Obama, who supported a comprehensive immigration reform, saved about seven lakh illegal immigrants from deportation. Trump made an issue out of this and promptly invited criticism of polarising the society. But his voters were convinced and voted him to power. In all likelihood, Trump’s ban order on seven Islamic countries will have a long-term consequence, but in the short-term it will help him stabilise the internal security parameters and also keep his flock happy.
In his inaugural address, Trump made it clear that his policy will support the idea of ‘buy American, hire American’. This is an extension of what he said at all his campaign speeches. The cutting down of H1B visa, especially to highly skilled Indian technology personal who account for 70 per cent of visas, will seriously affect Indian companies in the immediate future.
There are many contradictions in his policy implementation. While he has named Iran as one of the countries whose visa applications will be put on hold, he also expects Iran to be on the side of those who fight ISIS. Now both Iran and Russia are on the same page as far as fighting ISIS is concerned, but it is doubtful if they will work shoulder-to-shoulder with the US. This could result in a setback to the US-led war against “Radical Islamic Terrorism,” which Trump vowed to eradicate from the face of earth.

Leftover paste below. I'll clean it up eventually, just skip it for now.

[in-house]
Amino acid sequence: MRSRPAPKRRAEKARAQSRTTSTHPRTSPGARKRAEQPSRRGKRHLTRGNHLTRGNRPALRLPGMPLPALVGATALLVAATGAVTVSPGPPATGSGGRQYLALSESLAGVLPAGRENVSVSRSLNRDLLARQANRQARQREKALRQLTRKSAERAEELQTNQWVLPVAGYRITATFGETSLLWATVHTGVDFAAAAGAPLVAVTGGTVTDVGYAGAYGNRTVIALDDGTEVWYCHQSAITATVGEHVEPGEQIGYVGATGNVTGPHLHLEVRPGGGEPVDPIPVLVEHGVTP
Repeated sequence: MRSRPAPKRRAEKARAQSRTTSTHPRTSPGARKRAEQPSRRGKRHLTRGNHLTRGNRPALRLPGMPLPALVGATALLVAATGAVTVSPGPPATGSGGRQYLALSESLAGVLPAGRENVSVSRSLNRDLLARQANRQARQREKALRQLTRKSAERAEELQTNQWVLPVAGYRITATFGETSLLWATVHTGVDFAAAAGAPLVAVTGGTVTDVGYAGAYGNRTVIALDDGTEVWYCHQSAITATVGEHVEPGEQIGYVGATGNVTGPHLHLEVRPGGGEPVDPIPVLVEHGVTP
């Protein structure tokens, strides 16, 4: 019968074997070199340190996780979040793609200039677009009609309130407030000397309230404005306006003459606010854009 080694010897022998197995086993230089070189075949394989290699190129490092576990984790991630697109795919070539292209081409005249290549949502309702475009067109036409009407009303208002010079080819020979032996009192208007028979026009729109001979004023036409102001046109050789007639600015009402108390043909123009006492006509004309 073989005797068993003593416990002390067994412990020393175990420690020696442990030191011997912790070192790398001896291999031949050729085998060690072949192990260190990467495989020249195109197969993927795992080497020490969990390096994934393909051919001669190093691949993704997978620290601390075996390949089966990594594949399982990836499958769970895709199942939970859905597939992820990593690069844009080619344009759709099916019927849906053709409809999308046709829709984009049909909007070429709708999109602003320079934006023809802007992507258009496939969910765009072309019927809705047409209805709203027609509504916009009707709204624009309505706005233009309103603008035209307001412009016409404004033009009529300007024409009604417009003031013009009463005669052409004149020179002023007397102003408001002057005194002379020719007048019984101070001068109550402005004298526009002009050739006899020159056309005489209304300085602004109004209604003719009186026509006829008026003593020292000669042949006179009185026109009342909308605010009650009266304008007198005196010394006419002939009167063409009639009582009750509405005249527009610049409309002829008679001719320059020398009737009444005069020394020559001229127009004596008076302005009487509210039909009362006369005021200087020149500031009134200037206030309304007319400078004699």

THE seven countries that face Trump’s visa ban may also gang up against US and consider serious action against America. This could include broad economic actions that may have little impact to high velocity terror attacks and lone wolf attacks on American assets and persons.
Another serious policy change of Trump administration will be on US approach towards China. Trump has already disturbed the longstanding US-China equation by calling up Taiwan president even before speaking to China. This has not only upset Beijing, but also prompted it to engage thousands of think tanks all over the world to consider possible responses. China is secretly happy with Trump’s decision of pulling out of TPP, which was mainly aimed at isolating China. Trump’s reportedly covert support to his campaign ‘from Russia with love’ has rolled out many US-Russia bhai bhai theories. From geopolitical issues to energy security, number of issues could come for the two countries to work together.
These are some of the issues that will have longer lasting effect on India-US engagement. Though Trump has put seven Islamic countries on ‘no visa’ list, Pakistan is not yet in that list. But enough warning has been issued, forcing Islamabad to put Hafiz Syed under house arrest, albeit, friendly house arrest with total guarantee of unlimited supply of biryani and all other perks that top ISI terrorists are entitled to. Given Trump’s way of working, it is a matter of days, not months, before Pakistan is put under surveillance.